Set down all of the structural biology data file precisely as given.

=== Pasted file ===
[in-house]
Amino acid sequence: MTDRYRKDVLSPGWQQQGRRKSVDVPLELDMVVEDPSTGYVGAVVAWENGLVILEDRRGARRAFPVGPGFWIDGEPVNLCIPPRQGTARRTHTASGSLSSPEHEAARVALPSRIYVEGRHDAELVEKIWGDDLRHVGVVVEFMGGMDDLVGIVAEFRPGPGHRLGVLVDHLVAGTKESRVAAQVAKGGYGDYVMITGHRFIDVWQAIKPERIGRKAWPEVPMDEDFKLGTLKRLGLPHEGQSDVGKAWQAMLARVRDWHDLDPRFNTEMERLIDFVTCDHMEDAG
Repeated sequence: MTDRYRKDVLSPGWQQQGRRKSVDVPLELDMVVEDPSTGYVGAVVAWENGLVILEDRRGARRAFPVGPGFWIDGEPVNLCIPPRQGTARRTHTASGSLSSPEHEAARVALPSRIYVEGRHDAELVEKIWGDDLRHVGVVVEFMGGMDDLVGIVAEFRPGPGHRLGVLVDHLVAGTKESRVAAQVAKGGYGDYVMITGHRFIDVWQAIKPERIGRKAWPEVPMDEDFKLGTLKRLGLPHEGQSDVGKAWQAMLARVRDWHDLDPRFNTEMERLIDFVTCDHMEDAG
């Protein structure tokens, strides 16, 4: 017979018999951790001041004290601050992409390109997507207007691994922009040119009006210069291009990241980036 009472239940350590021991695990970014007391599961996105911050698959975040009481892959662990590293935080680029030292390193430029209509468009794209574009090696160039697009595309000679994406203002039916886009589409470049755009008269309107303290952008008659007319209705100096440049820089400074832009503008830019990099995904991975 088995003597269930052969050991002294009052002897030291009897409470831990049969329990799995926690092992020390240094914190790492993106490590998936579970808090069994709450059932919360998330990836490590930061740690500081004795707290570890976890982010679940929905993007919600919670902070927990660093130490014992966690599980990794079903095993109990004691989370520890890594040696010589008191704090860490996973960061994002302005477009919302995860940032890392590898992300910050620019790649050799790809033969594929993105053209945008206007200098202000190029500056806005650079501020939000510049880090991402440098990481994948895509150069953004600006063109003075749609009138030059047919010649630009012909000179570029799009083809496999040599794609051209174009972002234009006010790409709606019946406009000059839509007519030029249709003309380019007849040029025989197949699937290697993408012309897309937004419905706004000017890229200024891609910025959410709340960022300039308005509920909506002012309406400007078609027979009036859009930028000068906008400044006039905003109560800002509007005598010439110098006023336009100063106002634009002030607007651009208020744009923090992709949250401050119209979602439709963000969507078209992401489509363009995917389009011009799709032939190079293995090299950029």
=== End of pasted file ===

[in-house]
Amino acid sequence: MTDRYRKDVLSPGWQQQGRRKSVDVPLELDMVVEDPSTGYVGAVVAWENGLVILEDRRGARRAFPVGPGFWIDGEPVNLCIPPRQGTARRTHTASGSLSSPEHEAARVALPSRIYVEGRHDAELVEKIWGDDLRHVGVVVEFMGGMDDLVGIVAEFRPGPGHRLGVLVDHLVAGTKESRVAAQVAKGGYGDYVMITGHRFIDVWQAIKPERIGRKAWPEVPMDEDFKLGTLKRLGLPHEGQSDVGKAWQAMLARVRDWHDLDPRFNTEMERLIDFVTCDHMEDAG
Repeated sequence: MTDRYRKDVLSPGWQQQGRRKSVDVPLELDMVVEDPSTGYVGAVVAWENGLVILEDRRGARRAFPVGPGFWIDGEPVNLCIPPRQGTARRTHTASGSLSSPEHEAARVALPSRIYVEGRHDAELVEKIWGDDLRHVGVVVEFMGGMDDLVGIVAEFRPGPGHRLGVLVDHLVAGTKESRVAAQVAKGGYGDYVMITGHRFIDVWQAIKPERIGRKAWPEVPMDEDFKLGTLKRLGLPHEGQSDVGKAWQAMLARVRDWHDLDPRFNTEMERLIDFVTCDHMEDAG
């Protein structure tokens, strides 16, 4: 017979018999951790001041004290601050992409390109997507207007691994922009040119009006210069291009990241980036 009472239940350590021991695990970014007391599961996105911050698959975040009481892959662990590293935080680029030292390193430029209509468009794209574009090696160039697009595309000679994406203002039916886009589409470049755009008269309107303290952008008659007319209705100096440049820089400074832009503008830019990099995904991975 088995003597269930052969050991002294009052002897030291009897409470831990049969329990799995926690092992020390240094914190790492993106490590998936579970808090069994709450059932919360998330990836490590930061740690500081004795707290570890976890982010679940929905993007919600919670902070927990660093130490014992966690599980990794079903095993109990004691989370520890890594040696010589008191704090860490996973960061994002302005477009919302995860940032890392590898992300910050620019790649050799790809033969594929993105053209945008206007200098202000190029500056806005650079501020939000510049880090991402440098990481994948895509150069953004600006063109003075749609009138030059047919010649630009012909000179570029799009083809496999040599794609051209174009972002234009006010790409709606019946406009000059839509007519030029249709003309380019007849040029025989197949699937290697993408012309897309937004419905706004000017890229200024891609910025959410709340960022300039308005509920909506002012309406400007078609027979009036859009930028000068906008400044006039905003109560800002509007005598010439110098006023336009100063106002634009002030607007651009208020744009923090992709949250401050119209979602439709963000969507078209992401489509363009995917389009011009799709032939190079293995090299950029």